Lugar took the meeting and along with Democrat Sam Nunn heard this message-The Soviet power structure is gone, so is the command of the Soviet Army and Navy and that means we no longer have control over nuclear war heads that have US addresses on them. The same is true for chemical and biological weapons. 
        Diverse locales, Georgia, Ukraine, Belarus, Kazakhstan, Estonia, Lithuania, Latvia and other nations that had been under the Soviet boot heel, had weapons, bases, ports and stock piles in their now independent nation. Who controlled them? That was the million dollar question.
      Lugar and Nunn were quick. Lugar, a former naval intelligence officer and Chair of the Senate Foreign Relations Committee knew rogue players and terrorists soon would be bidding for control of the old Soviet nukes and chemical weapons and material.
     With in hours he and Nunn had worked legislative handles and had millions of dollars to essentially save the world. Soon they were flying off to the old Soviet empire and "buying" war heads, and paying military officers to stay in place and guard the nukes and subs, paying to house Soviet troops who were ready to desert since the empire was no longer in place and could not or would not pay the troops. The troops had families at home and they needed money. Command control was breaking down.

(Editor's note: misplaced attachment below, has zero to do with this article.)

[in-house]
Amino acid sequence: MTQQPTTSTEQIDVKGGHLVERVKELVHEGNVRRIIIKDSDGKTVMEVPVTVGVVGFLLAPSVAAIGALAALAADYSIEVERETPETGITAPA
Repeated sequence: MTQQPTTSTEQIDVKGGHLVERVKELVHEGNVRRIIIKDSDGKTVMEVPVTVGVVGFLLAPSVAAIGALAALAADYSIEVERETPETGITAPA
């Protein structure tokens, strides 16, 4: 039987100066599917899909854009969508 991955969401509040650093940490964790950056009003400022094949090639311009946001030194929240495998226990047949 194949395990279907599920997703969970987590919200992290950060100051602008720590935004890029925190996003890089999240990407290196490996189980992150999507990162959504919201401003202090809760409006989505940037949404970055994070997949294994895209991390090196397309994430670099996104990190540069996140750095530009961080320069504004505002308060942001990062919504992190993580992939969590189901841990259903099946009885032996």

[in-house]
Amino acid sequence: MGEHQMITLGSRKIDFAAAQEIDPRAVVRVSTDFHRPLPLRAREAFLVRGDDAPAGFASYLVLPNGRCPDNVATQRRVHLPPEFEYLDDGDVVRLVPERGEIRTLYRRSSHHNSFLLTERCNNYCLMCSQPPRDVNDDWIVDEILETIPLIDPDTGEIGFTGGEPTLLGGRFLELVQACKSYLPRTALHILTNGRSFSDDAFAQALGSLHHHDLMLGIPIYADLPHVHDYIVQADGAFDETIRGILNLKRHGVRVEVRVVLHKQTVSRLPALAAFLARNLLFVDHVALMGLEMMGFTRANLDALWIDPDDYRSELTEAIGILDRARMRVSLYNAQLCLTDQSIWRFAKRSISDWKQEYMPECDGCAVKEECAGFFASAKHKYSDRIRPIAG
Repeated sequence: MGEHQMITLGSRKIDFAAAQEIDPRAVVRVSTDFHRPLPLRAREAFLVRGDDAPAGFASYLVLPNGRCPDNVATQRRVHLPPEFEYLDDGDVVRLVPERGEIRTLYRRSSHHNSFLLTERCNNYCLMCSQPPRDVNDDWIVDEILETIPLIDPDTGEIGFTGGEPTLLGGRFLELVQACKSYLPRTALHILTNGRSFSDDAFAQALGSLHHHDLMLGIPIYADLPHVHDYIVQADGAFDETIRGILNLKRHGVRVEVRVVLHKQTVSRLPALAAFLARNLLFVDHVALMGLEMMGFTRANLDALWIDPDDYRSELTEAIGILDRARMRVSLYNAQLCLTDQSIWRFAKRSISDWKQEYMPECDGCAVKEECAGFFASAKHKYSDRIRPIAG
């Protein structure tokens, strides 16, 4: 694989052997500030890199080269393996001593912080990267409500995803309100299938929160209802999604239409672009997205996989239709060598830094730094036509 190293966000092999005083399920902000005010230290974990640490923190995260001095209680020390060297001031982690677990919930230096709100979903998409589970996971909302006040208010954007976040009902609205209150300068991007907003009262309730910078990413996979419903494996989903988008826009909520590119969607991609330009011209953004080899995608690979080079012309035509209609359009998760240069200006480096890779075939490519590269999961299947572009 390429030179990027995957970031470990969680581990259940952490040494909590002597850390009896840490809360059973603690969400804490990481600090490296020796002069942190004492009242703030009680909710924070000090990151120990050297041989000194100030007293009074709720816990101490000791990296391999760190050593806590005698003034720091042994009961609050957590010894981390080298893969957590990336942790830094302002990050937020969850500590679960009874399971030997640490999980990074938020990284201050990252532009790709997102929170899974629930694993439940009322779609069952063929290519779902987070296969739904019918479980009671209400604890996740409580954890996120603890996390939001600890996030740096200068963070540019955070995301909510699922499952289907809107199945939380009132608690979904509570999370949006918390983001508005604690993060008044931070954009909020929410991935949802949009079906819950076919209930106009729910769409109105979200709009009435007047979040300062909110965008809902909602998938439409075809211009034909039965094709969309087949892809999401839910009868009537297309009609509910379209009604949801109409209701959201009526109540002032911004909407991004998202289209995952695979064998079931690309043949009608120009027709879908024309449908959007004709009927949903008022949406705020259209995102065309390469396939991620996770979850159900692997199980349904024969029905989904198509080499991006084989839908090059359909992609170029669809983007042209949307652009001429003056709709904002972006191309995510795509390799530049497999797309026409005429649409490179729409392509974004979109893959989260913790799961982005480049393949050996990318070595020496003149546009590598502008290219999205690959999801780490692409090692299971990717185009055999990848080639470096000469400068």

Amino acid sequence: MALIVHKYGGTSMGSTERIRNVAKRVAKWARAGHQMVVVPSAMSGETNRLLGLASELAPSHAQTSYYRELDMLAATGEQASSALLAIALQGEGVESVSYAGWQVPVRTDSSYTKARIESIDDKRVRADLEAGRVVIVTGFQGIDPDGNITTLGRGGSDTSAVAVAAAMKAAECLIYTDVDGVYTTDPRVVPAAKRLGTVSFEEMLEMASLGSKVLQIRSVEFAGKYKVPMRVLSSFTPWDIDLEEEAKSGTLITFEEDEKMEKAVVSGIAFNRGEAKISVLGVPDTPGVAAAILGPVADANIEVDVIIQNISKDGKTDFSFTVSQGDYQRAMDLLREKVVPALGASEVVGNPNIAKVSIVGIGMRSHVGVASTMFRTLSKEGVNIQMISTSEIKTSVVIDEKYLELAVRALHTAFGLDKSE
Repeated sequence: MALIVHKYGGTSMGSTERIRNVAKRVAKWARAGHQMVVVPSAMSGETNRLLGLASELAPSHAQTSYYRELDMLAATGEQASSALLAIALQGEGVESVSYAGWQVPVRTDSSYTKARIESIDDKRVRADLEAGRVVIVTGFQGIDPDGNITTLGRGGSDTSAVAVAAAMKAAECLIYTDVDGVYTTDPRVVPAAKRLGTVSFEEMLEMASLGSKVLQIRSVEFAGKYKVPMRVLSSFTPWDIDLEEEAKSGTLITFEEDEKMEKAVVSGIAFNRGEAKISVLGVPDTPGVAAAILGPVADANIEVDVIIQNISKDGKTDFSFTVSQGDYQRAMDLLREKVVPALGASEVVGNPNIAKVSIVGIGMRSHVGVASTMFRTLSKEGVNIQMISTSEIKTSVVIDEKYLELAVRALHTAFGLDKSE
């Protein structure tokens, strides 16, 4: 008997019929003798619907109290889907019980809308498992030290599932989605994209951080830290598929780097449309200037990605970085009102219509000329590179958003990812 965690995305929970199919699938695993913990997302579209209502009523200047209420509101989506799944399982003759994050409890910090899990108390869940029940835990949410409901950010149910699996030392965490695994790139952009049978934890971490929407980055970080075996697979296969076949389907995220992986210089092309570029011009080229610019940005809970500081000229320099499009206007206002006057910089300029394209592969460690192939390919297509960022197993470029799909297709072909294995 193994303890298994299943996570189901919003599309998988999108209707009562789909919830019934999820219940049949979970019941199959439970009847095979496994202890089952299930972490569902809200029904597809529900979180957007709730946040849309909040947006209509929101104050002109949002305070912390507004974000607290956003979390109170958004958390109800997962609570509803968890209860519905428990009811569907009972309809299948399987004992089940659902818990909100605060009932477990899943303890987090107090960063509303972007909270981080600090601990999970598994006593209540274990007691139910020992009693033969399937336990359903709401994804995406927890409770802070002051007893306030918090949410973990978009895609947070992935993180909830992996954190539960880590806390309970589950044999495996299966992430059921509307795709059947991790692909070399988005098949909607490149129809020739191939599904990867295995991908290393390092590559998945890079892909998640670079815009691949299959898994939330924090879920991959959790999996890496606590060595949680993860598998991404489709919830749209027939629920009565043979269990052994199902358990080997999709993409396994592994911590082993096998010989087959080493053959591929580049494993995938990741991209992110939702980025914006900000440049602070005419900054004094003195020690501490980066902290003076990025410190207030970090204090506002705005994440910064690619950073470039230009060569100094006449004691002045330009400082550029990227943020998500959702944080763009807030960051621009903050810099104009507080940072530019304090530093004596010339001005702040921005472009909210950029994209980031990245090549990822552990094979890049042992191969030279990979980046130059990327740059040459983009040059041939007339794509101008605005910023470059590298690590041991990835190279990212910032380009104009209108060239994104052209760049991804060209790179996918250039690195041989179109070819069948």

What Lugar and Nunn saw would raise the hairs on the back of your neck. They returned to the states and crafted what was known as the Nunn-Lugar act. The US would buy weapons and take them down. It eventually became known as the Cooperative Threat Reduction plan. The two of them built a legislative consensus and kept the program funded. After Nunn retired, the work was Lugar's to do.
     This period of Lugar's work was one of the great diplomatic plays of all time. It is in the echelon of the Marshall Plan.